Let's celebrate the minimalist style of French noir (or neo-noir if you wanna split hairs) masterpiece Le Samourai, in honor of our event with Row House Cinema starting Thursday, August 31st (and if you bring in a coupon from the event, take 10% off your next purchase).
Even at the time (Paris, late 60s), Jef's style throughout the film must have seemed charmingly anachronistic - a nod to director Jean-Pierre Melville's obsession with American gangster and noir flicks of the 40s and 50s. Le Samourai certainly has that feel, but with an even more minimal palette, story, and dialogue. One's first impression of the film is how simple and un-flashy the whole thing is. The film seems to be shot entirely in steely blues and greys - certainly a far cry from the summer of love we imagine 1967 to be. In the mind of Jef Costello, it's like 60s and its attendant style excesses never happened.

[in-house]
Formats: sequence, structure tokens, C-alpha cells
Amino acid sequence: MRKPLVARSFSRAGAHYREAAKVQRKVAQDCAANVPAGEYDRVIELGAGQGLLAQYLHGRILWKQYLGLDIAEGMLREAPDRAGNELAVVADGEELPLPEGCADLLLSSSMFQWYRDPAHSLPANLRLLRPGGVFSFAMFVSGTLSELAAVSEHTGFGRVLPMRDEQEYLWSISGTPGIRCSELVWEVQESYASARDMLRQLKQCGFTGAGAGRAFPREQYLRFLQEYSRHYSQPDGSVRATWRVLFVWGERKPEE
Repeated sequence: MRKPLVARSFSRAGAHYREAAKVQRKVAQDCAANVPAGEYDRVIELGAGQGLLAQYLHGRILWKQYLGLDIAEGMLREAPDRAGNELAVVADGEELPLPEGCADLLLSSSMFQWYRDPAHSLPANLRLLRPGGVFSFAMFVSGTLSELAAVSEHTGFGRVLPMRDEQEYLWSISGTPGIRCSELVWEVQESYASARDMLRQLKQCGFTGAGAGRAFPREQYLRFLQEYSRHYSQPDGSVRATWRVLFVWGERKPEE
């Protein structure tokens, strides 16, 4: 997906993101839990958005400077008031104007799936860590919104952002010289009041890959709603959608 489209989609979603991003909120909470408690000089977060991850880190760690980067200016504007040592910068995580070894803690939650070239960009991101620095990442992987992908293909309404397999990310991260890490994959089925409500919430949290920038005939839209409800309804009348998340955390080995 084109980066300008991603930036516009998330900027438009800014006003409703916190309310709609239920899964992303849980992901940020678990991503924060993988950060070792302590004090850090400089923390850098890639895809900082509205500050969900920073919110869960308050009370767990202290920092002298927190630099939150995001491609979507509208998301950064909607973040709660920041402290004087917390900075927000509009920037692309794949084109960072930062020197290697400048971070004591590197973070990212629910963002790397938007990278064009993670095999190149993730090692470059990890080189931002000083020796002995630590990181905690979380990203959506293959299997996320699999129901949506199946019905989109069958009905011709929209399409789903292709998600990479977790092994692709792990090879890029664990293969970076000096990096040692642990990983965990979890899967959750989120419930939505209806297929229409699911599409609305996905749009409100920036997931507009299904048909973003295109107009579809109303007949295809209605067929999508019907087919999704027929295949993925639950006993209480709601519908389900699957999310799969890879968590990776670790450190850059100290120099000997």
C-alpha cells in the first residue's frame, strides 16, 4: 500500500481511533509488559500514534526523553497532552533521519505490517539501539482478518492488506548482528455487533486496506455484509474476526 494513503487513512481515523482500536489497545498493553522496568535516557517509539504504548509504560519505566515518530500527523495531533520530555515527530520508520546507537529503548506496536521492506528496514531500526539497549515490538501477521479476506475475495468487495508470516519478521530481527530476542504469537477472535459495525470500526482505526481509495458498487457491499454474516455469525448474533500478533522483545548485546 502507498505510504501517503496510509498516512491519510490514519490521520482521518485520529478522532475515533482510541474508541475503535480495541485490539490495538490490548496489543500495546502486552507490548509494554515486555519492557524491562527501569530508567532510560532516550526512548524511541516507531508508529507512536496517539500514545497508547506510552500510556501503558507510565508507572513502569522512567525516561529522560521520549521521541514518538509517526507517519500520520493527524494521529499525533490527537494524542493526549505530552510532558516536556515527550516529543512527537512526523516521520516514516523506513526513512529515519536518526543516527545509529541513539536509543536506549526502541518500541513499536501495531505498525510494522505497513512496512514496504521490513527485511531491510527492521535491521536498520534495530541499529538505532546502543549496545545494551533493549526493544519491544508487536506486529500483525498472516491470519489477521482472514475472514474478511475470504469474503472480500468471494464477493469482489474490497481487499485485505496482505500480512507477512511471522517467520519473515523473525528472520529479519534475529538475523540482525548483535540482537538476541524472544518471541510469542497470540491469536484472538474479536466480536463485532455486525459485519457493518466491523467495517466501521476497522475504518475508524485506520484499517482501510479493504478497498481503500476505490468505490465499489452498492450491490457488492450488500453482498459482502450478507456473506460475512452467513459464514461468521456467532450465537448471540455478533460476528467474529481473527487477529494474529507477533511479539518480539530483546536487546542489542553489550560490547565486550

Clad most of the film in a light khaki trench and pearl grey fedora, Jef is the epitome of minimalism, both in style and action. Occasionally he'll switch that palette up to include a white tie with a black shirt or a dark grey trench. His austere (but beautiful) style choices reflect the austere moral code of the hitman that he is. His choices read to us as almost an afterthought, but clearly great care has been put into projecting that image. It's almost like the French version of sprezzatura
The way he dresses and carries himself perhaps makes the film as relevant today - a classic khaki trench (and though the fedora is certainly suspect in 2018 if you pull it together like Jef does, no one will bat an eye), white shirt/black tie, or just a simple white tee shirt will never look out of place and will always have a classic air to it. Though paring things down seems so easy, it's a truism that the simplest style seems to take the most amount of work. Being devilishly handsome certainly helps though.